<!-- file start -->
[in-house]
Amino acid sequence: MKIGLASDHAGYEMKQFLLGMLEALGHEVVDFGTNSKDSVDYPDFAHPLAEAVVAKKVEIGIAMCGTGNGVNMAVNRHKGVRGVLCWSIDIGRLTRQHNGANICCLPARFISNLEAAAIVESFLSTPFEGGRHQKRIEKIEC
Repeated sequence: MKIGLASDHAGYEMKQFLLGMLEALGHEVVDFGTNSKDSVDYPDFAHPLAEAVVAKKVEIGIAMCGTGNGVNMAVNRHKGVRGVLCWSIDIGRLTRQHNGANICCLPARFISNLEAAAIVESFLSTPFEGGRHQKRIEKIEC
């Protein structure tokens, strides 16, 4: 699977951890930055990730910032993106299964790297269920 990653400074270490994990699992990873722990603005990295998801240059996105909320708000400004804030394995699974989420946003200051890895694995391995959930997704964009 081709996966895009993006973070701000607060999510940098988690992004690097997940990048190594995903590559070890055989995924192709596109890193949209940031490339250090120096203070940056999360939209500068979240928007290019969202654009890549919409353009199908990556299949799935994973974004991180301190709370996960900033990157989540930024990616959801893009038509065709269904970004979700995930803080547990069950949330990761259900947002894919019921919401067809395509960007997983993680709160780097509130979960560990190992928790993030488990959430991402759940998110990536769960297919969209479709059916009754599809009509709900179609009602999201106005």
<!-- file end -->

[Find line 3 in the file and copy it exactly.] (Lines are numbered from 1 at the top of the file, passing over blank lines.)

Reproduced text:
Repeated sequence: MKIGLASDHAGYEMKQFLLGMLEALGHEVVDFGTNSKDSVDYPDFAHPLAEAVVAKKVEIGIAMCGTGNGVNMAVNRHKGVRGVLCWSIDIGRLTRQHNGANICCLPARFISNLEAAAIVESFLSTPFEGGRHQKRIEKIEC